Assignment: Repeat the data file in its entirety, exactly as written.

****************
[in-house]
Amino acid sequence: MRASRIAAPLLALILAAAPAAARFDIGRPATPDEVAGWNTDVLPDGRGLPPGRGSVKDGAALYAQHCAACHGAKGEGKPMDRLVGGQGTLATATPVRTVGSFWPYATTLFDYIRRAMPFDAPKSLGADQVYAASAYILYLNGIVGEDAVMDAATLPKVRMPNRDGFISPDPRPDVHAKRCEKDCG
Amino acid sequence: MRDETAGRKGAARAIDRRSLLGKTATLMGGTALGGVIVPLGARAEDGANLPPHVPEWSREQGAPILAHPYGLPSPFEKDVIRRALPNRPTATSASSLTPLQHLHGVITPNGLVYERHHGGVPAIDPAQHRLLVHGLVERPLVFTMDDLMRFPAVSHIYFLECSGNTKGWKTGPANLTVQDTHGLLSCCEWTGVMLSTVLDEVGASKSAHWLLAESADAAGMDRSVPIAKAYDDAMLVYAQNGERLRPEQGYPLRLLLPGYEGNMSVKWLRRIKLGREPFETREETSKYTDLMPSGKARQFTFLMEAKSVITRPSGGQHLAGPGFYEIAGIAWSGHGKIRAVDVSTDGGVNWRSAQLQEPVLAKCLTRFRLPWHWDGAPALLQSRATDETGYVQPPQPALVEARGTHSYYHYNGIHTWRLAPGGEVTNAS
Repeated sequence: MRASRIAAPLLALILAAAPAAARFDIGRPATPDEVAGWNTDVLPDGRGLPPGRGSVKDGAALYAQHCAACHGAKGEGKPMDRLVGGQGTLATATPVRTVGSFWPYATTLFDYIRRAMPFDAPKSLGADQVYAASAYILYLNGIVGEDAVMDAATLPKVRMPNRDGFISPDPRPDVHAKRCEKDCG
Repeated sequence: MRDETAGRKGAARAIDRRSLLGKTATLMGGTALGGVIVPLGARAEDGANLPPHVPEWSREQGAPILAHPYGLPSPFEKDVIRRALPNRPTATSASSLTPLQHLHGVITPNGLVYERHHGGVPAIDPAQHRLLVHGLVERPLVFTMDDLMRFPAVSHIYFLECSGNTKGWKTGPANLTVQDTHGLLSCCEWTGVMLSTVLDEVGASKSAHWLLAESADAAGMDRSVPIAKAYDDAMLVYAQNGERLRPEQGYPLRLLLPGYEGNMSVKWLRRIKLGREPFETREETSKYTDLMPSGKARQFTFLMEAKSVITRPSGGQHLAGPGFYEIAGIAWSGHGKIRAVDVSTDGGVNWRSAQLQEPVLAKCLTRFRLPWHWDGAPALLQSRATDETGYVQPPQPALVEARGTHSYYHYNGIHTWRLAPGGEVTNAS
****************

[in-house]
Amino acid sequence: MRASRIAAPLLALILAAAPAAARFDIGRPATPDEVAGWNTDVLPDGRGLPPGRGSVKDGAALYAQHCAACHGAKGEGKPMDRLVGGQGTLATATPVRTVGSFWPYATTLFDYIRRAMPFDAPKSLGADQVYAASAYILYLNGIVGEDAVMDAATLPKVRMPNRDGFISPDPRPDVHAKRCEKDCG
Amino acid sequence: MRDETAGRKGAARAIDRRSLLGKTATLMGGTALGGVIVPLGARAEDGANLPPHVPEWSREQGAPILAHPYGLPSPFEKDVIRRALPNRPTATSASSLTPLQHLHGVITPNGLVYERHHGGVPAIDPAQHRLLVHGLVERPLVFTMDDLMRFPAVSHIYFLECSGNTKGWKTGPANLTVQDTHGLLSCCEWTGVMLSTVLDEVGASKSAHWLLAESADAAGMDRSVPIAKAYDDAMLVYAQNGERLRPEQGYPLRLLLPGYEGNMSVKWLRRIKLGREPFETREETSKYTDLMPSGKARQFTFLMEAKSVITRPSGGQHLAGPGFYEIAGIAWSGHGKIRAVDVSTDGGVNWRSAQLQEPVLAKCLTRFRLPWHWDGAPALLQSRATDETGYVQPPQPALVEARGTHSYYHYNGIHTWRLAPGGEVTNAS
Repeated sequence: MRASRIAAPLLALILAAAPAAARFDIGRPATPDEVAGWNTDVLPDGRGLPPGRGSVKDGAALYAQHCAACHGAKGEGKPMDRLVGGQGTLATATPVRTVGSFWPYATTLFDYIRRAMPFDAPKSLGADQVYAASAYILYLNGIVGEDAVMDAATLPKVRMPNRDGFISPDPRPDVHAKRCEKDCG
Repeated sequence: MRDETAGRKGAARAIDRRSLLGKTATLMGGTALGGVIVPLGARAEDGANLPPHVPEWSREQGAPILAHPYGLPSPFEKDVIRRALPNRPTATSASSLTPLQHLHGVITPNGLVYERHHGGVPAIDPAQHRLLVHGLVERPLVFTMDDLMRFPAVSHIYFLECSGNTKGWKTGPANLTVQDTHGLLSCCEWTGVMLSTVLDEVGASKSAHWLLAESADAAGMDRSVPIAKAYDDAMLVYAQNGERLRPEQGYPLRLLLPGYEGNMSVKWLRRIKLGREPFETREETSKYTDLMPSGKARQFTFLMEAKSVITRPSGGQHLAGPGFYEIAGIAWSGHGKIRAVDVSTDGGVNWRSAQLQEPVLAKCLTRFRLPWHWDGAPALLQSRATDETGYVQPPQPALVEARGTHSYYHYNGIHTWRLAPGGEVTNAS